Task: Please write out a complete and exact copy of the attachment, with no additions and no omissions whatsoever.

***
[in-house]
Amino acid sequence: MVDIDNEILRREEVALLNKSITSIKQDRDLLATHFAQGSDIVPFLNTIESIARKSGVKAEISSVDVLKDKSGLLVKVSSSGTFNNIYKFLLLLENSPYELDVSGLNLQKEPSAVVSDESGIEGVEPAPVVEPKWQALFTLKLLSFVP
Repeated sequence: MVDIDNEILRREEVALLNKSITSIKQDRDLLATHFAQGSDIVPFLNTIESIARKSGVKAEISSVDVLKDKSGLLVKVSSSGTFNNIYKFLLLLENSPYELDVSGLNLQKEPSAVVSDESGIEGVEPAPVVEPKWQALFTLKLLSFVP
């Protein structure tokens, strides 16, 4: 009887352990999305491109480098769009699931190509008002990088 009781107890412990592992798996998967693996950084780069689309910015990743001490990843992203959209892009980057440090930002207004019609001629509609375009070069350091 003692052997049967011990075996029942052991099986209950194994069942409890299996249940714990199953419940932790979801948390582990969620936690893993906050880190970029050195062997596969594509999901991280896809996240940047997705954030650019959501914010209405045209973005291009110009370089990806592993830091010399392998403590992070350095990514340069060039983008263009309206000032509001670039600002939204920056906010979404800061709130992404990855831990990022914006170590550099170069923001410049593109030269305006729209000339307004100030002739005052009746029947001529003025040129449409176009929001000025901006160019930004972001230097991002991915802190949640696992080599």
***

[in-house]
Amino acid sequence: MVDIDNEILRREEVALLNKSITSIKQDRDLLATHFAQGSDIVPFLNTIESIARKSGVKAEISSVDVLKDKSGLLVKVSSSGTFNNIYKFLLLLENSPYELDVSGLNLQKEPSAVVSDESGIEGVEPAPVVEPKWQALFTLKLLSFVP
Repeated sequence: MVDIDNEILRREEVALLNKSITSIKQDRDLLATHFAQGSDIVPFLNTIESIARKSGVKAEISSVDVLKDKSGLLVKVSSSGTFNNIYKFLLLLENSPYELDVSGLNLQKEPSAVVSDESGIEGVEPAPVVEPKWQALFTLKLLSFVP
């Protein structure tokens, strides 16, 4: 009887352990999305491109480098769009699931190509008002990088 009781107890412990592992798996998967693996950084780069689309910015990743001490990843992203959209892009980057440090930002207004019609001629509609375009070069350091 003692052997049967011990075996029942052991099986209950194994069942409890299996249940714990199953419940932790979801948390582990969620936690893993906050880190970029050195062997596969594509999901991280896809996240940047997705954030650019959501914010209405045209973005291009110009370089990806592993830091010399392998403590992070350095990514340069060039983008263009309206000032509001670039600002939204920056906010979404800061709130992404990855831990990022914006170590550099170069923001410049593109030269305006729209000339307004100030002739005052009746029947001529003025040129449409176009929001000025901006160019930004972001230097991002991915802190949640696992080599």